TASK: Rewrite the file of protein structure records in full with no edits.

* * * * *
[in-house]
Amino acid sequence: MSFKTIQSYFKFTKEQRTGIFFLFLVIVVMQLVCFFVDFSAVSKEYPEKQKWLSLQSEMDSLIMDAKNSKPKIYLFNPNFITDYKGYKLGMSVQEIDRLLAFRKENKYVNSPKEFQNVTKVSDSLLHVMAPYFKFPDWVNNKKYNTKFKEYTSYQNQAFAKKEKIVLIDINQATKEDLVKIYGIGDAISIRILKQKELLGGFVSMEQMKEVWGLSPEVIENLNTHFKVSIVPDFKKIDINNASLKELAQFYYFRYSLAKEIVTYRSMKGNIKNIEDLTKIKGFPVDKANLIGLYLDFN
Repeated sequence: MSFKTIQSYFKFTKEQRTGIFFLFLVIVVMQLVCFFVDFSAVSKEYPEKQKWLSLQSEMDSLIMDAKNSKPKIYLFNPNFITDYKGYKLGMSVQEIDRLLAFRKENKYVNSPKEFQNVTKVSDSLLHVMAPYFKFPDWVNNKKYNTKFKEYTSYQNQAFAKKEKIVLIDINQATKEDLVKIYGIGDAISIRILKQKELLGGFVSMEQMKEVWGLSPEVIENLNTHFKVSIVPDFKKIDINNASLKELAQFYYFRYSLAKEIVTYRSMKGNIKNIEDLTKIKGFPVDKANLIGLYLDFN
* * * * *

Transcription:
[in-house]
Amino acid sequence: MSFKTIQSYFKFTKEQRTGIFFLFLVIVVMQLVCFFVDFSAVSKEYPEKQKWLSLQSEMDSLIMDAKNSKPKIYLFNPNFITDYKGYKLGMSVQEIDRLLAFRKENKYVNSPKEFQNVTKVSDSLLHVMAPYFKFPDWVNNKKYNTKFKEYTSYQNQAFAKKEKIVLIDINQATKEDLVKIYGIGDAISIRILKQKELLGGFVSMEQMKEVWGLSPEVIENLNTHFKVSIVPDFKKIDINNASLKELAQFYYFRYSLAKEIVTYRSMKGNIKNIEDLTKIKGFPVDKANLIGLYLDFN
Repeated sequence: MSFKTIQSYFKFTKEQRTGIFFLFLVIVVMQLVCFFVDFSAVSKEYPEKQKWLSLQSEMDSLIMDAKNSKPKIYLFNPNFITDYKGYKLGMSVQEIDRLLAFRKENKYVNSPKEFQNVTKVSDSLLHVMAPYFKFPDWVNNKKYNTKFKEYTSYQNQAFAKKEKIVLIDINQATKEDLVKIYGIGDAISIRILKQKELLGGFVSMEQMKEVWGLSPEVIENLNTHFKVSIVPDFKKIDINNASLKELAQFYYFRYSLAKEIVTYRSMKGNIKNIEDLTKIKGFPVDKANLIGLYLDFN